The African Innovation Foundation (AIF) has announced its innovator shortlist for its grand prize of USD $100,000, due to be awarded in Ghana mid-July. Nnamdi Oranye takes a look at the innovators on the list.
Every year the African Innovation Foundation (AIF) runs its Innovation Prize for Africa (IPA), which recognises individuals for their contribution to innovation in Africa. Its goal is to strengthen African innovation ecosystems, something I write a lot about, through supporting a culture of innovation and competitiveness. It encourages Africans to look at African solutions to African problems, which is what true innovation looks like.
This year, it has selected ten innovators from nine African countries to be shortlisted from the prize – Democratic Republic of Congo, Egypt, Kenya, Liberia, Morocco, Nigeria, South Africa, Uganda and Zimbabwe.
“This year’s innovators have demonstrated incredible proficiency through innovative solutions addressing challenges in agriculture value chain, health care, energy, communications, service industries as well as surveillance using drone technology,” it says. The judges will include corporates, academia, technology and scientific experts representing top African innovation influencers. The prize will be awarded in Accra, Ghana on 18th July 2017.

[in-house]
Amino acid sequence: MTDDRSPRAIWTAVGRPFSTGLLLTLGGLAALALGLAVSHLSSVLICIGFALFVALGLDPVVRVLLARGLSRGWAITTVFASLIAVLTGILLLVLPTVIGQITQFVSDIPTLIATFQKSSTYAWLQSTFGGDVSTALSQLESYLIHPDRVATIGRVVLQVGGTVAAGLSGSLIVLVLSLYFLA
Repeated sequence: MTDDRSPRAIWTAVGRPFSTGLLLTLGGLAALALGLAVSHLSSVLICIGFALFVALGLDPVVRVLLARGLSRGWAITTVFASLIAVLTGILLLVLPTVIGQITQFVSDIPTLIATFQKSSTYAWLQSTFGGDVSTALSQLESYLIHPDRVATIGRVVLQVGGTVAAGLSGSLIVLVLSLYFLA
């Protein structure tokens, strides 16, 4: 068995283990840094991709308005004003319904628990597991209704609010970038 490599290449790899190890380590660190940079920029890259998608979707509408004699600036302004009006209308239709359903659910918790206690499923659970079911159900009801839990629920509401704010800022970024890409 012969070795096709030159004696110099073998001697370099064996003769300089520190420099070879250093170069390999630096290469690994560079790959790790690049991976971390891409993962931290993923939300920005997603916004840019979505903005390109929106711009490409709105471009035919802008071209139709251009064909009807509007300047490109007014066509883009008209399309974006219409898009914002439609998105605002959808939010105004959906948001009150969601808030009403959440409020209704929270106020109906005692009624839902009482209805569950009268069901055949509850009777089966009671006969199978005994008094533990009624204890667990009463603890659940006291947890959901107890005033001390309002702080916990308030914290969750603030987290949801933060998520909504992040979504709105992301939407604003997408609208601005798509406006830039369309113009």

In my view, we don’t speak enough about our innovators and our innovations, and seem to give overseas innovations more credit than our own. We love to speak about Google and Uber and Facebook, and so we should, but we don’t offset this with what’s going on in our own back yard. It’s important for us to do this, otherwise our innovation history is going to be written by others. It’s also important for us to do this properly, looking to engage and inspire young people to innovate.
Therefore, in the spirit of giving our innovators the spotlight, I want to highlight the ten innovators shortlisted for the IPA prize. Here they are:
FarmDrive is a financial technology company that has developed a mobile phone based application that collects data and provides an alternative risk assessment model for small holder farmers. While the continent remains largely dependent on agriculture, one of the biggest challenges facing smallholder farmers is access to credit or finance. FarmDrive assesses credit worthiness of farmers and has seen a higher acceptance rate of loan applications by its farmers while maintaining a very low default rate.